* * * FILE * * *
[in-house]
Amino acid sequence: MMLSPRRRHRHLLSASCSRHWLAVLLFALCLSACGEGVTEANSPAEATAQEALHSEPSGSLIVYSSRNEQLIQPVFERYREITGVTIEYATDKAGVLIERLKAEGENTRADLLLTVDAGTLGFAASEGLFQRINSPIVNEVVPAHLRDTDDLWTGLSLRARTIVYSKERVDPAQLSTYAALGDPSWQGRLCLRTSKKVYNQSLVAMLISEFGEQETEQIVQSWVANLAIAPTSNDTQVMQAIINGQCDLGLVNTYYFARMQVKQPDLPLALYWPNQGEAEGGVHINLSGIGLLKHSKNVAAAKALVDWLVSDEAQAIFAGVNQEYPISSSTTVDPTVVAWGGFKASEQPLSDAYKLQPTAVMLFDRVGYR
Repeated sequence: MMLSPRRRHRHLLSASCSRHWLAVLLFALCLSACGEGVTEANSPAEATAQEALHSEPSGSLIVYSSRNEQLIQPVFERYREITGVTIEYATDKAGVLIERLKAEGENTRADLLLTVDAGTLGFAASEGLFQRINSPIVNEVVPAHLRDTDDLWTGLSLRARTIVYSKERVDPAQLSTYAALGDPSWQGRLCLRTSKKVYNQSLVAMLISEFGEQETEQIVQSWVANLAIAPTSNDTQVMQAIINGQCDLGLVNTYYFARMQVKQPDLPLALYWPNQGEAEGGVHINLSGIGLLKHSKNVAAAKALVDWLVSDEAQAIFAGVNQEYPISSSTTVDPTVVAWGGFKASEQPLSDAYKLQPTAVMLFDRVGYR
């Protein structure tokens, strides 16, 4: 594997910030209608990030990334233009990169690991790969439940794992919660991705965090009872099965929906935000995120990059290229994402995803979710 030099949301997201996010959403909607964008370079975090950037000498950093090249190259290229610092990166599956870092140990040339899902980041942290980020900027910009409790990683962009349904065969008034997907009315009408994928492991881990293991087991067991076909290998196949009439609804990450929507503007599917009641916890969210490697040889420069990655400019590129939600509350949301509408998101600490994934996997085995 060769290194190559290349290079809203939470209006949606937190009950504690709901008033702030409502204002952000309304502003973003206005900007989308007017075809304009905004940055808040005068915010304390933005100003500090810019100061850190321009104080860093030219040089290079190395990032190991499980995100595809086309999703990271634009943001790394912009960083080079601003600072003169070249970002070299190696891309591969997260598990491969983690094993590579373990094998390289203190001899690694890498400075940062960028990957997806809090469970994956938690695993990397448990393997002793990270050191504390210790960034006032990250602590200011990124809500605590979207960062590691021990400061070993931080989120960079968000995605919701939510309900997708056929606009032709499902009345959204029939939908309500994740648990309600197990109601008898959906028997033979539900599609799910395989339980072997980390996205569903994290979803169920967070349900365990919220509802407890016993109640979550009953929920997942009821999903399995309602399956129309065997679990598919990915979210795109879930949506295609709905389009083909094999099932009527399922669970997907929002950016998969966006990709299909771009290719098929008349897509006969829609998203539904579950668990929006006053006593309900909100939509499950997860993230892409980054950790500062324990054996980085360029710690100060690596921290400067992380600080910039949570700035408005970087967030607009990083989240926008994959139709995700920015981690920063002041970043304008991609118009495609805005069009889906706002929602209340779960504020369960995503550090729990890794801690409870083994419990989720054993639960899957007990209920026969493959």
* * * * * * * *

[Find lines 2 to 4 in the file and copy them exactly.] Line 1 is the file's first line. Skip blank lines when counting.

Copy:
Amino acid sequence: MMLSPRRRHRHLLSASCSRHWLAVLLFALCLSACGEGVTEANSPAEATAQEALHSEPSGSLIVYSSRNEQLIQPVFERYREITGVTIEYATDKAGVLIERLKAEGENTRADLLLTVDAGTLGFAASEGLFQRINSPIVNEVVPAHLRDTDDLWTGLSLRARTIVYSKERVDPAQLSTYAALGDPSWQGRLCLRTSKKVYNQSLVAMLISEFGEQETEQIVQSWVANLAIAPTSNDTQVMQAIINGQCDLGLVNTYYFARMQVKQPDLPLALYWPNQGEAEGGVHINLSGIGLLKHSKNVAAAKALVDWLVSDEAQAIFAGVNQEYPISSSTTVDPTVVAWGGFKASEQPLSDAYKLQPTAVMLFDRVGYR
Repeated sequence: MMLSPRRRHRHLLSASCSRHWLAVLLFALCLSACGEGVTEANSPAEATAQEALHSEPSGSLIVYSSRNEQLIQPVFERYREITGVTIEYATDKAGVLIERLKAEGENTRADLLLTVDAGTLGFAASEGLFQRINSPIVNEVVPAHLRDTDDLWTGLSLRARTIVYSKERVDPAQLSTYAALGDPSWQGRLCLRTSKKVYNQSLVAMLISEFGEQETEQIVQSWVANLAIAPTSNDTQVMQAIINGQCDLGLVNTYYFARMQVKQPDLPLALYWPNQGEAEGGVHINLSGIGLLKHSKNVAAAKALVDWLVSDEAQAIFAGVNQEYPISSSTTVDPTVVAWGGFKASEQPLSDAYKLQPTAVMLFDRVGYR
């Protein structure tokens, strides 16, 4: 594997910030209608990030990334233009990169690991790969439940794992919660991705965090009872099965929906935000995120990059290229994402995803979710 030099949301997201996010959403909607964008370079975090950037000498950093090249190259290229610092990166599956870092140990040339899902980041942290980020900027910009409790990683962009349904065969008034997907009315009408994928492991881990293991087991067991076909290998196949009439609804990450929507503007599917009641916890969210490697040889420069990655400019590129939600509350949301509408998101600490994934996997085995 060769290194190559290349290079809203939470209006949606937190009950504690709901008033702030409502204002952000309304502003973003206005900007989308007017075809304009905004940055808040005068915010304390933005100003500090810019100061850190321009104080860093030219040089290079190395990032190991499980995100595809086309999703990271634009943001790394912009960083080079601003600072003169070249970002070299190696891309591969997260598990491969983690094993590579373990094998390289203190001899690694890498400075940062960028990957997806809090469970994956938690695993990397448990393997002793990270050191504390210790960034006032990250602590200011990124809500605590979207960062590691021990400061070993931080989120960079968000995605919701939510309900997708056929606009032709499902009345959204029939939908309500994740648990309600197990109601008898959906028997033979539900599609799910395989339980072997980390996205569903994290979803169920967070349900365990919220509802407890016993109640979550009953929920997942009821999903399995309602399956129309065997679990598919990915979210795109879930949506295609709905389009083909094999099932009527399922669970997907929002950016998969966006990709299909771009290719098929008349897509006969829609998203539904579950668990929006006053006593309900909100939509499950997860993230892409980054950790500062324990054996980085360029710690100060690596921290400067992380600080910039949570700035408005970087967030607009990083989240926008994959139709995700920015981690920063002041970043304008991609118009495609805005069009889906706002929602209340779960504020369960995503550090729990890794801690409870083994419990989720054993639960899957007990209920026969493959």